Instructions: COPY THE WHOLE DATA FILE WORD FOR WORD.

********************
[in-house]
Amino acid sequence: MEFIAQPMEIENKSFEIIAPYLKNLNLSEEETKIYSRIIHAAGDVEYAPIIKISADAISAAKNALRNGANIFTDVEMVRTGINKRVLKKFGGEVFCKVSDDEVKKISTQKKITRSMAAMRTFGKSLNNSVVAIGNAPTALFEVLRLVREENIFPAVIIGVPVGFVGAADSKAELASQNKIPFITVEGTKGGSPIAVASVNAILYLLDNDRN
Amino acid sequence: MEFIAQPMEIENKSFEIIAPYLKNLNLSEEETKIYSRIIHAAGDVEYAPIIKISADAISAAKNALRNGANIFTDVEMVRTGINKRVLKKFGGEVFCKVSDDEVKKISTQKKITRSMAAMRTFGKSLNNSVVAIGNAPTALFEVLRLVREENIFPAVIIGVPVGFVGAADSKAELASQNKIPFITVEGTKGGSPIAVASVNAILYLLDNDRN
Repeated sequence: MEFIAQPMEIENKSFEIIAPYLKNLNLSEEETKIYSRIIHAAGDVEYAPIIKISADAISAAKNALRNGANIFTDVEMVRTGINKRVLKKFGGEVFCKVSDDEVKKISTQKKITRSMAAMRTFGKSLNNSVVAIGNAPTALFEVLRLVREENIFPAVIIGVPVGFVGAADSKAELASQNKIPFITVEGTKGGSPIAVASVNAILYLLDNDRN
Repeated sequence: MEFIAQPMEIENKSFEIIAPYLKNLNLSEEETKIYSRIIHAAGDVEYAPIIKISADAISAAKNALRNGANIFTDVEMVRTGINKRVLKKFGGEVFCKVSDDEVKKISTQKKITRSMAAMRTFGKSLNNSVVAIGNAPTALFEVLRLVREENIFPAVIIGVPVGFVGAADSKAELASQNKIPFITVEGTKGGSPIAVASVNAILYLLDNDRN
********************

[in-house]
Amino acid sequence: MEFIAQPMEIENKSFEIIAPYLKNLNLSEEETKIYSRIIHAAGDVEYAPIIKISADAISAAKNALRNGANIFTDVEMVRTGINKRVLKKFGGEVFCKVSDDEVKKISTQKKITRSMAAMRTFGKSLNNSVVAIGNAPTALFEVLRLVREENIFPAVIIGVPVGFVGAADSKAELASQNKIPFITVEGTKGGSPIAVASVNAILYLLDNDRN
Amino acid sequence: MEFIAQPMEIENKSFEIIAPYLKNLNLSEEETKIYSRIIHAAGDVEYAPIIKISADAISAAKNALRNGANIFTDVEMVRTGINKRVLKKFGGEVFCKVSDDEVKKISTQKKITRSMAAMRTFGKSLNNSVVAIGNAPTALFEVLRLVREENIFPAVIIGVPVGFVGAADSKAELASQNKIPFITVEGTKGGSPIAVASVNAILYLLDNDRN
Repeated sequence: MEFIAQPMEIENKSFEIIAPYLKNLNLSEEETKIYSRIIHAAGDVEYAPIIKISADAISAAKNALRNGANIFTDVEMVRTGINKRVLKKFGGEVFCKVSDDEVKKISTQKKITRSMAAMRTFGKSLNNSVVAIGNAPTALFEVLRLVREENIFPAVIIGVPVGFVGAADSKAELASQNKIPFITVEGTKGGSPIAVASVNAILYLLDNDRN
Repeated sequence: MEFIAQPMEIENKSFEIIAPYLKNLNLSEEETKIYSRIIHAAGDVEYAPIIKISADAISAAKNALRNGANIFTDVEMVRTGINKRVLKKFGGEVFCKVSDDEVKKISTQKKITRSMAAMRTFGKSLNNSVVAIGNAPTALFEVLRLVREENIFPAVIIGVPVGFVGAADSKAELASQNKIPFITVEGTKGGSPIAVASVNAILYLLDNDRN